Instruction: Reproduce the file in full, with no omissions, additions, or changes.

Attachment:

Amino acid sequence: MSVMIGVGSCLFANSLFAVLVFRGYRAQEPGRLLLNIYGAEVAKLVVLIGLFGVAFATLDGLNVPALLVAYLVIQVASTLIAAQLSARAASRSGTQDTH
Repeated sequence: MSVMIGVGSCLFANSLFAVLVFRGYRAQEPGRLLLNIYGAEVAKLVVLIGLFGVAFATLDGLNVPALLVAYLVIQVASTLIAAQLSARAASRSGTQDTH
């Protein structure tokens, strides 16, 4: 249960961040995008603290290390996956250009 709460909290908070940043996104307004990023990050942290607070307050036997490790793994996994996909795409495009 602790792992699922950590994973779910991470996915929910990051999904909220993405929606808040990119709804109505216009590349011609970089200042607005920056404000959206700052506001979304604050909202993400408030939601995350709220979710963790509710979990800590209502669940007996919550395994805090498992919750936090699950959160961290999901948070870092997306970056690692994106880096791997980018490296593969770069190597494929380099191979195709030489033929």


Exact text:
Amino acid sequence: MSVMIGVGSCLFANSLFAVLVFRGYRAQEPGRLLLNIYGAEVAKLVVLIGLFGVAFATLDGLNVPALLVAYLVIQVASTLIAAQLSARAASRSGTQDTH
Repeated sequence: MSVMIGVGSCLFANSLFAVLVFRGYRAQEPGRLLLNIYGAEVAKLVVLIGLFGVAFATLDGLNVPALLVAYLVIQVASTLIAAQLSARAASRSGTQDTH
């Protein structure tokens, strides 16, 4: 249960961040995008603290290390996956250009 709460909290908070940043996104307004990023990050942290607070307050036997490790793994996994996909795409495009 602790792992699922950590994973779910991470996915929910990051999904909220993405929606808040990119709804109505216009590349011609970089200042607005920056404000959206700052506001979304604050909202993400408030939601995350709220979710963790509710979990800590209502669940007996919550395994805090498992919750936090699950959160961290999901948070870092997306970056690692994106880096791997980018490296593969770069190597494929380099191979195709030489033929």